Most homebuyers include an inspection contingency in the purchase contract that gives you the option of backing out of the deal if you’re aren’t satisfied with the results of one or more professional inspections. Most buyers arrange a general inspection of their house’s physical and structural components to check out defects in the property, such as a leaky roof or heating problem. In many parts of the country, pest inspections are also common (and institutional lenders often require this).
Rare is the house that does not have a few hidden flaws or defects that you won’t know about until the inspection. After reviewing the inspector’s report, you’ll have to decide whether the problems can be fixed and whether you can live with them if they can’t be fixed; who (you or the seller) should pay for repairs; and what you’ll do if you and the seller can’t agree on who pays. Here’s an overview of the key issues.
Discuss with the inspector or outside contractors whether the problems can be fixed and how much repairs are likely to cost. A pervasive mold problem, for example, sometimes can’t be fixed, but repairing an old air conditioning system won’t typically require a team of specialists.
If a problem can’t be fixed, you must decide whether you still want to buy the house. In some states, your standard inspection contingency will say that you must give the seller a chance to fix a problem before backing out of the deal. But if the problem truly can’t be fixed, you should be able to walk away from the deal.
Your first inclination may be to ask the seller to pay for everything. You can certainly try, but don’t be so unreasonable that the seller says, “Forget it!” It really depends on the repairs and how necessary (and expensive) they are. If you’ve got some leverage—for example, you know the seller needs to move fast or that the house sat on the market for months before your offer came along—you can push harder for the seller to pay for all repairs. But if you know that the seller is sitting on a backup offer that is higher than yours, you’re best off keeping requests to a minimum.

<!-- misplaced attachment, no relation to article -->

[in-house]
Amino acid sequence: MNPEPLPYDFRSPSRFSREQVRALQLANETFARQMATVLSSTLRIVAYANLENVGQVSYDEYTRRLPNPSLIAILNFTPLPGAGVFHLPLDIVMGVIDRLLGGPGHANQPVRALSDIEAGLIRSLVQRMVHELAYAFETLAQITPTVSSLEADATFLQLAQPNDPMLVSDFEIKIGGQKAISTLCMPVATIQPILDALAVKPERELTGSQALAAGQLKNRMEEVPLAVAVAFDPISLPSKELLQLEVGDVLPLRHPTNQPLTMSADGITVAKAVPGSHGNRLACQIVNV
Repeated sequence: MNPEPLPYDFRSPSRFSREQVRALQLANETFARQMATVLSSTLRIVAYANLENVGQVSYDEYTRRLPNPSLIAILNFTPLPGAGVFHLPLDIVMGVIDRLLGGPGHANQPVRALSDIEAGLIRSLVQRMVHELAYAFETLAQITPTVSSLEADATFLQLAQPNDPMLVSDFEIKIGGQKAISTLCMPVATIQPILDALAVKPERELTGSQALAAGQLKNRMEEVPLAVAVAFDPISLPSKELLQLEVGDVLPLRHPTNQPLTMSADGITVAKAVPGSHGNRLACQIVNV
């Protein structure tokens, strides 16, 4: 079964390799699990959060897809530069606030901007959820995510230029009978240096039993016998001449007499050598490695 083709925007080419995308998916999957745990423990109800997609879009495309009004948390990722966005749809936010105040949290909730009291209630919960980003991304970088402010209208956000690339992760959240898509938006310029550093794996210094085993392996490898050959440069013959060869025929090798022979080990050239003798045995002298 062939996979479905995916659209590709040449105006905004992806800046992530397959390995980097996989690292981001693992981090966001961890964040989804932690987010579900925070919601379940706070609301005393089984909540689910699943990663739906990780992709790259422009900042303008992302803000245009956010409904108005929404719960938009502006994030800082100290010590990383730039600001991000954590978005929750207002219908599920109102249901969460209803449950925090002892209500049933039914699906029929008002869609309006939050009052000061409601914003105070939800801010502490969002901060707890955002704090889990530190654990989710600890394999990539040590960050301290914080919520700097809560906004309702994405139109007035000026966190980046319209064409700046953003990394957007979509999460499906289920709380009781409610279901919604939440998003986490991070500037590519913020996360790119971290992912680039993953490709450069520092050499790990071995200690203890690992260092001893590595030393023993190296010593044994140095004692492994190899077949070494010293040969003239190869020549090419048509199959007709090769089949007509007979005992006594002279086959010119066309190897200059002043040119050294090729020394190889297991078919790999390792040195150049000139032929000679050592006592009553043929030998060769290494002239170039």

If the seller agrees to be financially responsible for all or some repairs, the two of you can handle it in a variety of ways, including:
Have the seller credit you a portion of the purchase price. Normally, when a deal closes, the seller gets paid the full contract price. Instead, you can have the seller agree to have the amount needed for repairs transferred directly to you at closing or put into a special account, which you’d draw on after closing. (Lenders prefer the latter, because it gives you an incentive to make the repairs rather than pocket the money.) Of course, having the seller credit you money for repairs assumes you and the seller agree on the estimated repair costs and that those estimates will be accurate enough that you don’t get stuck with a big bill.
Reduce the sale price by the estimated cost of repairs. The advantage to this is that, with a lower purchase price on record, your annual property taxes will be lowered, as will your transfer tax if you live in a state where they’re required (and from the buyer, not the seller). And you can do the repairs whenever you like—though you’ll have to come up with the cash on your own.